Robert C. Vaughan,1
Bogdan Dragnea,2 and
C. Cheng Kao1
1Department of Molecular and Cellular Biochemistry and 2Department of Chemistry, Indiana University, Bloomington, Indiana 47405, U.S.A.
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Accepted 21 June 2010.
Brome mosaic virus (BMV) packages its genomic RNAs (RNA1, RNA2, and RNA3) and subgenomic RNA4 into three different particles. However, since the RNAs in the virions have distinct lengths and electrostatic charges, we hypothesize that subsets of the virions should have distinct properties. A glutamine to cysteine substitution at position 120 of the capsid protein (CP) was found to result in a mutant virus named QC that exhibited a dramatically altered ratio of the RNAs in virions. RNA2 was far more abundant than the other RNAs, although the ratios could be affected by the host plant species. RNAs with the QC mutation were competent for replication early in the infection, suggesting that they were either selectively packaged or degraded after packaging. In support of the latter idea, low concentrations of truncated RNA1 that co-migrated with RNA2 were found in the QC virions. Spectroscopic analysis and peptide fingerprinting experiments showed that the QC virus capsid interacted with the encapsidated RNAs differently than did the wild type. Furthermore, wild-type BMV RNA1 was found to be more susceptible to nuclease digestion relative to RNA2 as a function of the buffer pH. Other BMV capsid mutants also had altered ratios of packaged RNAs.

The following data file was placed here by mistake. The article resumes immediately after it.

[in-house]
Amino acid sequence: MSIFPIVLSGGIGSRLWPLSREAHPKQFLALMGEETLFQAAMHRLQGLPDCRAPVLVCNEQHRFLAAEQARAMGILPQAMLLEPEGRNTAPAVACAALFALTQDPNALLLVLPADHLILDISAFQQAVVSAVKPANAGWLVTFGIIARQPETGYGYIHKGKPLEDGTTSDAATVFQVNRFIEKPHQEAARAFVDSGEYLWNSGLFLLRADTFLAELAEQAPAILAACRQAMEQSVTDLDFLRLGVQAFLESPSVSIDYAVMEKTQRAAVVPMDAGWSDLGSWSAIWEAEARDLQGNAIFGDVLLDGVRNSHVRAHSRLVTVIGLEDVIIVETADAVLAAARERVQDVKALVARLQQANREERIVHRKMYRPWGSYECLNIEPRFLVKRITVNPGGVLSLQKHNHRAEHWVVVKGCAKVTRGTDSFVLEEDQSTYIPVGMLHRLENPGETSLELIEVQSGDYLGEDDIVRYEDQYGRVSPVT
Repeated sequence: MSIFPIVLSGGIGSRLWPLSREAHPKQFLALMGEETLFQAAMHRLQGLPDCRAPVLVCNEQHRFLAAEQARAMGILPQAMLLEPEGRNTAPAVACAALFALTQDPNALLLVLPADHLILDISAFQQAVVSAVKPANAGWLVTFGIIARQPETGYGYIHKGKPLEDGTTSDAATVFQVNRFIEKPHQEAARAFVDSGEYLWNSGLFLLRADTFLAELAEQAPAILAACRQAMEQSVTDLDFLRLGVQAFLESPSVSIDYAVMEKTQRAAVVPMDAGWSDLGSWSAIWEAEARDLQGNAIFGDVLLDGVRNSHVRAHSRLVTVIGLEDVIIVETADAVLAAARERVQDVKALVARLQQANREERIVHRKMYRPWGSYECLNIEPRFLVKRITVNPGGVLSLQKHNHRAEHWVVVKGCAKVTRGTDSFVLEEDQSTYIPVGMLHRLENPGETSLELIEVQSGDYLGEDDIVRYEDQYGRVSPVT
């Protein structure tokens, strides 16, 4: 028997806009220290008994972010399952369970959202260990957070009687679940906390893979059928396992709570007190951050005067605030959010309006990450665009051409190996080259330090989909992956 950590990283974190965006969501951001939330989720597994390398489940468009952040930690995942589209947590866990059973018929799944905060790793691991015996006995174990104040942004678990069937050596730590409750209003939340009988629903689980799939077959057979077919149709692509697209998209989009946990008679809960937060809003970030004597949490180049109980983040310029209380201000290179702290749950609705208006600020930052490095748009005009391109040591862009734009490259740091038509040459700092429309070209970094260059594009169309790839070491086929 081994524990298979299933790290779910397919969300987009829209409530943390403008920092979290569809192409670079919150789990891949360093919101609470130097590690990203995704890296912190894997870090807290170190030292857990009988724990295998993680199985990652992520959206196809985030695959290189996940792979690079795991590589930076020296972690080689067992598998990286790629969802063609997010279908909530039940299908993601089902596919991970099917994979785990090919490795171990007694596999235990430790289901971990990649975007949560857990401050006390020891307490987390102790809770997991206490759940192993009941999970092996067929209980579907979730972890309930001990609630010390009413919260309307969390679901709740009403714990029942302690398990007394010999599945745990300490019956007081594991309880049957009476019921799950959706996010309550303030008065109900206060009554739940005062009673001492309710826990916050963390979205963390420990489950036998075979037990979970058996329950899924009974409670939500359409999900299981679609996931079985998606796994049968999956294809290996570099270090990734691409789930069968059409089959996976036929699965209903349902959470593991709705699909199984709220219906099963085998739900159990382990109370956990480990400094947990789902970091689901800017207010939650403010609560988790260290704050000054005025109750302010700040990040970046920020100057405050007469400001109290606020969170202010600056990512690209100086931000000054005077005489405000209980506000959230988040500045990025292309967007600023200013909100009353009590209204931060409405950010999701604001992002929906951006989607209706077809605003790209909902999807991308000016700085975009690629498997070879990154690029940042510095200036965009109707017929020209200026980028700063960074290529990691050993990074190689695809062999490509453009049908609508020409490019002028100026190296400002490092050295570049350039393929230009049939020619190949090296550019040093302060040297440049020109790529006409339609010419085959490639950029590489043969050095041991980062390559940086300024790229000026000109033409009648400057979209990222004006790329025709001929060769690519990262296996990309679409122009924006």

© 2010 The American Phytopathological Society